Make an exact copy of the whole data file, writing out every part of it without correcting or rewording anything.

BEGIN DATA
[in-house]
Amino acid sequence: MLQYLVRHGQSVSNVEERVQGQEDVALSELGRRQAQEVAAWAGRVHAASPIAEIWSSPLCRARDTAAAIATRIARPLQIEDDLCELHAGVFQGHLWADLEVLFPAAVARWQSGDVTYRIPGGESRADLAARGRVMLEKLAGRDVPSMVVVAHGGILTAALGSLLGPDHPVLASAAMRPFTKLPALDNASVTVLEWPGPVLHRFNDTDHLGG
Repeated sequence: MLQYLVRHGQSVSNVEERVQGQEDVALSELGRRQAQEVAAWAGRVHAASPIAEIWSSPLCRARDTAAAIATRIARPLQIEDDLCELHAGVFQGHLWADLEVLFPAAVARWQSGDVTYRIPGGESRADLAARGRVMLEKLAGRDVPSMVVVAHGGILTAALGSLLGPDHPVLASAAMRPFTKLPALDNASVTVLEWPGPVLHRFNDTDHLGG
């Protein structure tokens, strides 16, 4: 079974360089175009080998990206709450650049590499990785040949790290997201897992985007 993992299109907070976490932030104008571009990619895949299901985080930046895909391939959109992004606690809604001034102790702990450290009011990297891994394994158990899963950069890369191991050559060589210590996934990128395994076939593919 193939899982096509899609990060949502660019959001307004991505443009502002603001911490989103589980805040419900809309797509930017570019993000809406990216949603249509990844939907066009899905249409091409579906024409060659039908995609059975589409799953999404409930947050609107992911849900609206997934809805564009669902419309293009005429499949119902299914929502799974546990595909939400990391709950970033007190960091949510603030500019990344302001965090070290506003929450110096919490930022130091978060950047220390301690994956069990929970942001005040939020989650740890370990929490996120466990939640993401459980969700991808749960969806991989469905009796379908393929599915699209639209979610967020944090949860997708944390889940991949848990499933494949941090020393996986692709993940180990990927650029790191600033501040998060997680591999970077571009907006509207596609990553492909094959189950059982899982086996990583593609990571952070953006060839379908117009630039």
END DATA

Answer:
[in-house]
Amino acid sequence: MLQYLVRHGQSVSNVEERVQGQEDVALSELGRRQAQEVAAWAGRVHAASPIAEIWSSPLCRARDTAAAIATRIARPLQIEDDLCELHAGVFQGHLWADLEVLFPAAVARWQSGDVTYRIPGGESRADLAARGRVMLEKLAGRDVPSMVVVAHGGILTAALGSLLGPDHPVLASAAMRPFTKLPALDNASVTVLEWPGPVLHRFNDTDHLGG
Repeated sequence: MLQYLVRHGQSVSNVEERVQGQEDVALSELGRRQAQEVAAWAGRVHAASPIAEIWSSPLCRARDTAAAIATRIARPLQIEDDLCELHAGVFQGHLWADLEVLFPAAVARWQSGDVTYRIPGGESRADLAARGRVMLEKLAGRDVPSMVVVAHGGILTAALGSLLGPDHPVLASAAMRPFTKLPALDNASVTVLEWPGPVLHRFNDTDHLGG
């Protein structure tokens, strides 16, 4: 079974360089175009080998990206709450650049590499990785040949790290997201897992985007 993992299109907070976490932030104008571009990619895949299901985080930046895909391939959109992004606690809604001034102790702990450290009011990297891994394994158990899963950069890369191991050559060589210590996934990128395994076939593919 193939899982096509899609990060949502660019959001307004991505443009502002603001911490989103589980805040419900809309797509930017570019993000809406990216949603249509990844939907066009899905249409091409579906024409060659039908995609059975589409799953999404409930947050609107992911849900609206997934809805564009669902419309293009005429499949119902299914929502799974546990595909939400990391709950970033007190960091949510603030500019990344302001965090070290506003929450110096919490930022130091978060950047220390301690994956069990929970942001005040939020989650740890370990929490996120466990939640993401459980969700991808749960969806991989469905009796379908393929599915699209639209979610967020944090949860997708944390889940991949848990499933494949941090020393996986692709993940180990990927650029790191600033501040998060997680591999970077571009907006509207596609990553492909094959189950059982899982086996990583593609990571952070953006060839379908117009630039």